Ok, that is not entirely fair, as XML is a very powerful markup language capable of expressing extraordinarily complex data types. However, for simple structures, YAML is much simpler — which makes it the perfect syntax for Movable Type’s registry.

Author’s Note: Technically, the designers of YAML made it possible to do everything you can do in XML in YAML. However, Movable Type’s YAML parser does not support the full YAML specification - just the minimal subset to keep this simple and fast.

Basic YAML Data Structures

Here are some different ways to represent common data structures in YAML:


    - value1
    - value2
    - value3


    key1: value1
    key2: value2
    key3: value3

Registering Your Plugin: Basic Plugin Metadata

You now know what a plugin is, you know what the registry is and you know the basic syntax of YAML. It is time for you to write your first plugin. So, without further ado:

  1. Create a directory called /path/to/mt/plugins/HelloWorld

  2. In that directory create a file called config.yaml and open it in a text editor

  3. Add the following text to your config.yaml file:

    name: Good for Nothing Plugin for Movable Type
    id: Good4Nothing
    author_name: Your Name Here
    description: This plugin is an example plugin for Movable Type.
    version: 1.0
  4. To see your new plugin, login to Movable Type and navigate to: System Overview > Plugins. You should see “Good for Nothing Plugin for Movable Type” listed there.

Good4Nothing Plugin

Congratulations, you just wrote your first Movable Type plugin, and you didn’t even have to write any code! Wow. Yeah, I knew you would be impressed.

So what does this plugin do?

Good question. It does absolutely nothing, just as the name implies. But let’s review what you just did.

The above config.yaml file told Movable Type the basics of what it needed to know about your plugin to list it properly among other plugins in your installation. Here is a brief overview of the registry keys used above, as well as some additional keys you might be interested in using:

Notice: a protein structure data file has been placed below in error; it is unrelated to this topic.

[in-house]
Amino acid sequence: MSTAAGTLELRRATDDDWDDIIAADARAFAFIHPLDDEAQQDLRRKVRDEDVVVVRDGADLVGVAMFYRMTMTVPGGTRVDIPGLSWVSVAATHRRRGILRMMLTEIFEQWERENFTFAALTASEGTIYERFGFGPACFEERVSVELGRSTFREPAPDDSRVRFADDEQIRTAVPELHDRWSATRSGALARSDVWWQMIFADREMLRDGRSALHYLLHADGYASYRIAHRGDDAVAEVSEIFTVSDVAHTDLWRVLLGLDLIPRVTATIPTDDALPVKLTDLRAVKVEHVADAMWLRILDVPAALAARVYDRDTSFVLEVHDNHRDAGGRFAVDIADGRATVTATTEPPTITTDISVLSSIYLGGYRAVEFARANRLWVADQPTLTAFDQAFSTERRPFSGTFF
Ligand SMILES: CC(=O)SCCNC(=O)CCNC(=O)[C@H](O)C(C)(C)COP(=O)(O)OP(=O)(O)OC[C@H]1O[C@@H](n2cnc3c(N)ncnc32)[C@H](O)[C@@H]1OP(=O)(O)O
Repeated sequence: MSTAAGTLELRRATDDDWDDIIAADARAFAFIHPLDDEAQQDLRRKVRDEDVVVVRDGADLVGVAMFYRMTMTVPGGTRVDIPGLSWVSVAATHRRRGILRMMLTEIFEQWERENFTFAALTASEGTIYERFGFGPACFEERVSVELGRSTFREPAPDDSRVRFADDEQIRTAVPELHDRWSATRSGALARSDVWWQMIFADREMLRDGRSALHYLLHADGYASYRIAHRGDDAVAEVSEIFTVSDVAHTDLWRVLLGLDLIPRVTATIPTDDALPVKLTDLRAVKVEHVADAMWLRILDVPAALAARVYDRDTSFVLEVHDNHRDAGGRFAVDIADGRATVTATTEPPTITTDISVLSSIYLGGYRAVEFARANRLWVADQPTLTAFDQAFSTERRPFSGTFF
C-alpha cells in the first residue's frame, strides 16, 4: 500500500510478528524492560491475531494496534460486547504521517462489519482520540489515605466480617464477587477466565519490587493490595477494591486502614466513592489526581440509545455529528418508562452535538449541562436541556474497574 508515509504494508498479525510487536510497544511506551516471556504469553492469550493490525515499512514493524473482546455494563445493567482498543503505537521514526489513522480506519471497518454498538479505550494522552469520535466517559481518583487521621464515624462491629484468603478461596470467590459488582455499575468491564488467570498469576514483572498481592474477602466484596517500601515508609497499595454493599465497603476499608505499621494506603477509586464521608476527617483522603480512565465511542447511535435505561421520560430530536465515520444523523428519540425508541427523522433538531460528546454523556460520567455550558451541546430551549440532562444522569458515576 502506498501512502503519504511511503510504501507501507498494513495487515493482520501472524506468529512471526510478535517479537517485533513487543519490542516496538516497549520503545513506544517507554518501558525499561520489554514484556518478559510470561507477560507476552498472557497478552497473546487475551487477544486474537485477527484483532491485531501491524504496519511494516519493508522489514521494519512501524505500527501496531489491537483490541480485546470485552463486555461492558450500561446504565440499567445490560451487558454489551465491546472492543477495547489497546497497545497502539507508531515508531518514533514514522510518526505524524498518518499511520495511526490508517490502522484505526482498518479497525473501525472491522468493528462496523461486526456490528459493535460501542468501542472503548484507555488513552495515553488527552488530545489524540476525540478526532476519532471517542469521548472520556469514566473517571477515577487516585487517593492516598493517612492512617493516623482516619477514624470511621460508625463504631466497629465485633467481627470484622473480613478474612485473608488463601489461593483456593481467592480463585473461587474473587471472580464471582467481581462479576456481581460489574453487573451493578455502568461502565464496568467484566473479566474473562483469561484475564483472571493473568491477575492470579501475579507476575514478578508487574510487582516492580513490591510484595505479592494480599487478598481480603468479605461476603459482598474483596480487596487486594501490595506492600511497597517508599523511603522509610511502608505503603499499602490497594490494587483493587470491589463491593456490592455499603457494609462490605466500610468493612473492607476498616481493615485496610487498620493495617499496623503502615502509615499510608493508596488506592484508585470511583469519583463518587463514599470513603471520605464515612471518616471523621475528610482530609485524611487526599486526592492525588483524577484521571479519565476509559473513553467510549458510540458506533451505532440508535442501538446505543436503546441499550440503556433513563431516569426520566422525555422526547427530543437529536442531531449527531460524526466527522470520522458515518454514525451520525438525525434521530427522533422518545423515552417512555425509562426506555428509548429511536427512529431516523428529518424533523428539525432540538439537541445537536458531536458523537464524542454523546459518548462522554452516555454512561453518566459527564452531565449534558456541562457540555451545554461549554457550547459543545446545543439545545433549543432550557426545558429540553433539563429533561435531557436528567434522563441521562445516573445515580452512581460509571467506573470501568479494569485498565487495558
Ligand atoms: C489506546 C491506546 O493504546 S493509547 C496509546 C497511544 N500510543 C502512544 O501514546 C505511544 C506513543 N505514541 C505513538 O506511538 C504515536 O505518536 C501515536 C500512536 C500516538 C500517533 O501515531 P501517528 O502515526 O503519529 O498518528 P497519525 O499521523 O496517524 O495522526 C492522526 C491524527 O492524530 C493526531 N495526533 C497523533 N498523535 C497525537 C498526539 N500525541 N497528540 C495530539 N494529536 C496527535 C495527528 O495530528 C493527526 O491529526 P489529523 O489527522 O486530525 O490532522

• name - The display name of the plugin.
  • id - A unique identifier for this plugin used when looking up this plugin’s data in the registry. It is also used when referring to handlers within the plugin (optional - when left unspecified, the plugin’s directory name will be used).
  • key - The string used by Movable Type when storing and retrieving stored via MT::PluginData (optional - when left unspecified, the plugin’s ID will be used).
  • author_link - The URL to the primary author.
  • author_name - The name of author or authors.
  • description - A brief one or two sentence of what this plugin actually does.
  • version - The current version of the plugin.
  • plugin_link - The URL to the plugin’s homepage.
  • doc_link - The URL to the plugin’s documentation.

But who wants a plugin that does nothing? Time now to wade a little deeper into the pool.

Adding Your First Configuration Directives

Now that you have successfully registered your first plugin, let’s see if we can’t have it actually do something mildly useful.

We will begin by introducing you to a simple capability of plugins: the ability to define new configuration directives that can be placed within your system’s mt-config.cgi file.

Why Use Configuration Directives?

The behavior of most plugins is very dynamic in nature, meaning that their behavior changes depending upon their context, configuration, or a number of other different variables. One of the most common ways to change a plugin’s behavior is through a configuration directive.

Configuration directives reside in your Movable Type mt-config.cgi file and provide system administrators with a way of customizing your plugin’s behavior in a prescribed way without having to edit code.